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The Transportation Newsletter
(January 23, 2012)

According to a case recently issued by the 6th Circuit, Medicare’s right to recover conditional payments from settlement proceeds is not limited by the degree of legal liability of the tortfeasor making the settlement payment. In Hadden v. US, No. 09-6072, 2001 WL 5828931 (November 21, 2011), Plaintiff appealed Medicare’s assertion that Medicare was entitled to be compensated for the full amount of the conditional payments it made as a result of injuries Plaintiff suffered after being stuck by a vehicle owned by Pennyrile Rural Electric Cooperative Corporation. Plaintiff argued that since Pennyrile was only 10% responsible for Plaintiff’s injuries and an unidentified driver, who caused the Pennyrile truck to veer into him, was the primary tortfeasor. Therefore, Plaintiff argued that the settlement proceeds from Pennyrile need only be applied to reimburse 10% of the conditional payments made by Medicare.

The 6th Circuit explained that under 42 USC §1395y(b)(2)(B)(ii) Medicare’s right to recovery of the full amount of its conditional payments is determined by the "responsibility" of the tortfeasor/primary plan as "responsibility" is defined in the statute, which states:

A primary plan, and an entity that receives payment from a primary plan, shall reimburse the appropriate Trust Fund for any payment made by the Secretary under this subchapter with respect to an item or service if it is demonstrated that such primary plan has or had a responsibility to make payment with respect to such item or service. A primary plan’s responsibility for such payment may be demonstrated by a judgment, a payment conditioned upon the recipient’s compromise, waiver, or release (whether or not there is a determination or admission of liability) of payment for items or services included in a claim against the primary plan or the primary plan’s insured, or by other means.

Thus, as stated by the 6th Circuit, based on the language of the statute above, if a "claim" is made against a primary plan, and the Medicare beneficiary receives a "payment conditioned upon" a "release" of the claim, then the primary plan is deemed to have "responsibility for . . items or services included in the claim." Thus, the 6th Circuit held that the "responsibility" of the primary plan (tortfeasor) is not limited by the degree of its liability under the law, and that to the extent Plaintiff makes a claim against the primary plan for all damages, then, the primary plan is deemed to have full "responsibility" as that term is used in the statute. "Thus a beneficiary cannot tell a third party that it is responsible for all of his medical expenses, on the one hand, and later tell Medicare that the same party was responsible for only 10% of them, on the other." Under this rationale, the Court found that Plaintiff was obligated to reimburse all of the conditional payments (which were less than the full settlement amount). The Court put no precedential value in Medicaid statutes that provide that "the government is entitled to recover only its proportionate share of a discounted settlement."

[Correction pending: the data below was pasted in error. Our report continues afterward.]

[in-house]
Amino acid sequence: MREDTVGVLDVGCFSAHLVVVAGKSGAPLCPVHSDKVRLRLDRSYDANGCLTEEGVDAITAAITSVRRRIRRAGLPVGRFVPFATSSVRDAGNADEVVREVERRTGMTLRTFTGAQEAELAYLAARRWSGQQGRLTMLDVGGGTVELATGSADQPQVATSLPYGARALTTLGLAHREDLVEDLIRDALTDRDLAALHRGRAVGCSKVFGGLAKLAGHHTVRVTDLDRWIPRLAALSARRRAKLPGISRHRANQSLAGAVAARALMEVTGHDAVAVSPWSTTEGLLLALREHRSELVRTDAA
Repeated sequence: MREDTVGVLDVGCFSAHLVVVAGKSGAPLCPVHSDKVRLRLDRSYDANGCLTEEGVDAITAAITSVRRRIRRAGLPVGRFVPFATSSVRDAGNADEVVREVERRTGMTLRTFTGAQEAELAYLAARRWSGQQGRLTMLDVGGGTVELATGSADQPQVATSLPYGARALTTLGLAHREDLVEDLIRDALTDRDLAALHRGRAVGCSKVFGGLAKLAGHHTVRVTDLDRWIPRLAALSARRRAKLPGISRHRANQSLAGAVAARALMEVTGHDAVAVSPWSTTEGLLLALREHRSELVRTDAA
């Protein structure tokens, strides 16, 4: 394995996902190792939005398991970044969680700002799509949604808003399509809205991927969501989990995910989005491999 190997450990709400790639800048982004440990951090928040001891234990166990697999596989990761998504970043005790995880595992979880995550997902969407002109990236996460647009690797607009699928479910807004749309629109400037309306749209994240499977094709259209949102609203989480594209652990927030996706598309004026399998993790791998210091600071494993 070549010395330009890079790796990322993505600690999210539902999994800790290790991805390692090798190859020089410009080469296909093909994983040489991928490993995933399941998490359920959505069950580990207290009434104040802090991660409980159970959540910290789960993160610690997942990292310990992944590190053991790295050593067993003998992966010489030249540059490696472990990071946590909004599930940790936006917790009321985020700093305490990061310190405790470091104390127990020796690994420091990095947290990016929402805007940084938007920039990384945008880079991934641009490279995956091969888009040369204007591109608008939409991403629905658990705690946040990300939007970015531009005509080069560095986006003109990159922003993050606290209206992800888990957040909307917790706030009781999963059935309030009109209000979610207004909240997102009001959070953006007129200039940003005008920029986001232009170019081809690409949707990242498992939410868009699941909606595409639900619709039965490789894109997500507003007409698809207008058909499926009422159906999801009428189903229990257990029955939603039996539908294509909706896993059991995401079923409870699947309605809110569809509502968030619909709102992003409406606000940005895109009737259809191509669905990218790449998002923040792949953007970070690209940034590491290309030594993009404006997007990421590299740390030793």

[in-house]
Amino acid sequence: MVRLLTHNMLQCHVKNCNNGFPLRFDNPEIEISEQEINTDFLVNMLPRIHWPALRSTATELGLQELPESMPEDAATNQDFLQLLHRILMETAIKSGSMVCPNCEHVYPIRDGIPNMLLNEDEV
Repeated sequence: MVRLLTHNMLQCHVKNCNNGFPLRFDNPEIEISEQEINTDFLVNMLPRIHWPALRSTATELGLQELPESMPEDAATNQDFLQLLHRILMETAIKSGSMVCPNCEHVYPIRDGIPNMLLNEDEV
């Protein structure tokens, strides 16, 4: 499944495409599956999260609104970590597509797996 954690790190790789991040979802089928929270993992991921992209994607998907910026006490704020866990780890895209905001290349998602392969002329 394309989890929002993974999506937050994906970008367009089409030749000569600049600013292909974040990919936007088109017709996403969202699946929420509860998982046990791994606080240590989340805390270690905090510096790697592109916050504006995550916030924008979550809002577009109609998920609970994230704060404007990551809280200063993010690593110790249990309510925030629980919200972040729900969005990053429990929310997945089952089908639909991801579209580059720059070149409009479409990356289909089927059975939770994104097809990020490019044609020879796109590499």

Judge Helene White dissented from the majority on the grounds that under the majority’s definition of "responsibility," Medicare’s recovery of its conditional payments could exceed the settlement amount and the primary plan would be liable for the full amount of the conditional payments once any "responsibility" is established:

The majority concludes that if it is demonstrated that the primary plan had a responsibility to make payment with respect to an item or service paid for by Medicare, then the primary plan or an entity receiving payment from the primary plan is liable to the Secretary for the full amount the Secretary paid with respect to the item or service, without regard to the extent of the primary plan’s liability or the amount paid to the entity receiving payment from the primary plan. Having so found, the majority does not explain the statutory basis for limiting the Secretary’s recovery to the settlement amount paid to the recipient by the tortfeasor. If the provision means what the majority says it means, i.e., responsibility means full responsibility for the item or service, then a tortfeasor who settles for less than the amount paid by Medicare is liable to the Secretary for the difference, regardless of the extent of the torfeasor’s liability for the injuries with respect to which the medical expenses were incurred. Consequently, if Pennyrile had paid Hadden $22,000, it would still be liable to the Secretary for the remaining $60,000. And, if Medicare had paid $250,000 in medical costs, Pennyrile would be liable to the Secretary for the full amount. And, in this case, the Secretary could have sued Pennyrile for the balance of its conditional payments as well as Hadden.

Take Away Points

The dissent raises an alarming point, and the majority’s interpretation of "responsibility" could fairly be said to result in deeming the primary plan responsible for conditional payments above and beyond a potential settlement amount. Settling with Medicare beneficiaries with significant conditional payment obligations is fraught with uncertainty. Conditional payment obligations are often used in settlement negotiations as a starting point under the assertion that Plaintiffs must reimburse Medicare for the full amount of the conditional payments. Undisturbed, this case merely cements that assertion, and it will be more difficult to negotiate reasonable settlements in cases where the conditional payments are high (usually as a result of the initial acuity of the injuries), but the Plaintiff is fully recovered.


Click here to view the full Winter 2012 edition of the Transportation Industry Newsletter.

Authors
Lisa Kaminski Shortt
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